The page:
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Desi P. Shelton wields arts as a hammer,
building community in New Jersey’s poorest city
CAMDEN, NJ (Feb. 3, 2021) — Desi P. Shelton is a woman on a mission, working to build community “using the arts as the hammer” in Camden. Camden continues to make significant gains since 2012, when it was named by the U.S. Census Bureau as the poorest and most dangerous city in the country, but remains the poorest city in the state of New Jersey, with 35.5% of its population living below the poverty line.
As founding artistic director of Camden Repertory Theater and an urban woman of color, Shelton strives to amplify the voices of the unheard. Now, her newest play, Child Support, is in development as she eyes a post-Covid, August opening as part of Child Support Awareness Month.
With Child Support, audiences will find themselves immersed in the world of single, Black “baby mama” Ajani and her 17-year-old daughter, Muff, sitting right inside their living room, because the theater itself is built in a converted typical Camden row house.
“It’s what I call installation theater,” explains Shelton, who founded Camden Rep in 2006. “We are part of the Black Theater Matters movement. This is ‘tiny’ theater, in which we utilize and are grateful for whatever resources we have.”
The story of Ajani and Muff, and how they grapple with the emotional and financial repercussions of living with a deadbeat dad, is a full-length, stand alone sequel to Shelton’s earlier play, I Killed My Baby’s Daddy. That solo piece, which detailed Ajani’s efforts to “kill” her feelings for her baby’s father and move on, was a breakout success for the company.
In an essay for global theater platform Howlround, Shelton wrote, “Camden city buzzed because now they saw their stories on stage. Cause if Camden Rep doesn’t give the voice of the girls from the hood a vehicle to transform life into art, a stage to emote, a place to put broken glass into an ornate kaleidoscope, then who will?”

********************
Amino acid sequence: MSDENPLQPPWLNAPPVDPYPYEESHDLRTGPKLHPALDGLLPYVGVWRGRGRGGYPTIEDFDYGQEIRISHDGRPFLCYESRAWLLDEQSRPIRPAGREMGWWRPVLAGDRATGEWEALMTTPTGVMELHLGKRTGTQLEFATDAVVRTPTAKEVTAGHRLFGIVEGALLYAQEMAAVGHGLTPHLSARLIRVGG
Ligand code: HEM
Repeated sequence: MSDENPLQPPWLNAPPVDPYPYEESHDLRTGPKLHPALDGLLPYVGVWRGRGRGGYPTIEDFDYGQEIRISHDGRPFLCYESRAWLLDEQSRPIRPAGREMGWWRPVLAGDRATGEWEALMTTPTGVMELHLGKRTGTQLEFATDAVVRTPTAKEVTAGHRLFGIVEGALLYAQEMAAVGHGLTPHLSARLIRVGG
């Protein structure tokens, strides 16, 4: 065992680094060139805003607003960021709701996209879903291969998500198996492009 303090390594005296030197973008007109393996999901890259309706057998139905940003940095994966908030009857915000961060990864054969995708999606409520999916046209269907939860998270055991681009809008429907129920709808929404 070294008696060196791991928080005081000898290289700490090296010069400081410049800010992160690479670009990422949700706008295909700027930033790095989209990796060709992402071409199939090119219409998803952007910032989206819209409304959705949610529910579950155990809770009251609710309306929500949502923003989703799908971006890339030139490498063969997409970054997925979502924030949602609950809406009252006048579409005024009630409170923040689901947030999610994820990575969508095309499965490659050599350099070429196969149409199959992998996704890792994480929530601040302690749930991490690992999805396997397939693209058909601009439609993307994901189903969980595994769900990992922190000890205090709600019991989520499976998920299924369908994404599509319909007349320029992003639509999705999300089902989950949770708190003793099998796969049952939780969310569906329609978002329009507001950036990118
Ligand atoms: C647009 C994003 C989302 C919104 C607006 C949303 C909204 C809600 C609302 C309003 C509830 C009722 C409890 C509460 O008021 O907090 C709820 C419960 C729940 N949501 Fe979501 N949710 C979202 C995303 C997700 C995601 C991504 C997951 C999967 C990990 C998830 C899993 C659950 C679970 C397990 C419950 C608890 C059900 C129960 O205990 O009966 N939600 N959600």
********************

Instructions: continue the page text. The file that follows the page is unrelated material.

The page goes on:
Child Support was given a recent reading by Camden’s Community Planning & Advocacy Council, an independent non-profit organization that works with over 300 social service and health agencies, as well as numerous public and private organizations, to advocate and coordinate Camden County’s human services programs; to protect and improve the quality of life for vulnerable people; and to promote social, racial and economic justice.
The creative team includes set designer Lily Guerin, costume designer Rebecca Kanach and composer Jamal P. Dickerson.
Shelton received her B.A. from Northeastern University and her M.F.A. in theater from Sarah Lawrence College. Upon returning to Camden, she heard her friends and neighbors complain that they were not welcome at local university venues, that they had no artistic outlet in Camden, and that their stories were being left untold — leading Desi to found Camden Rep, attracting first time theatergoers in the African American community and increasing audience attendance by 200%. In addition to producing plays, the company uses theater to improve life and literature skills of at-risk children through its P.A.C.E. (Preparing Artists for College Entrance) program, which helps students prepare for college auditions; assists with the application and financial aid process; offers supplementary education in written language, cultural, financial, emotional and social literacy; and creates jobs and apprentice training for returning college students.
Shelton has received the Valentine Foundation Award for female executives and is a Dodge Emerging Leader. She completed the Woman and Power Program at Harvard University’s Kennedy School of Government and is a recipient of a Leeway Transformation Award for social change artists.
Camden Repertory Theatre is supported, in part, by the William Penn Foundation and the Geraldine Dodge Foundation.
For more information, go to www.camdenrep.com.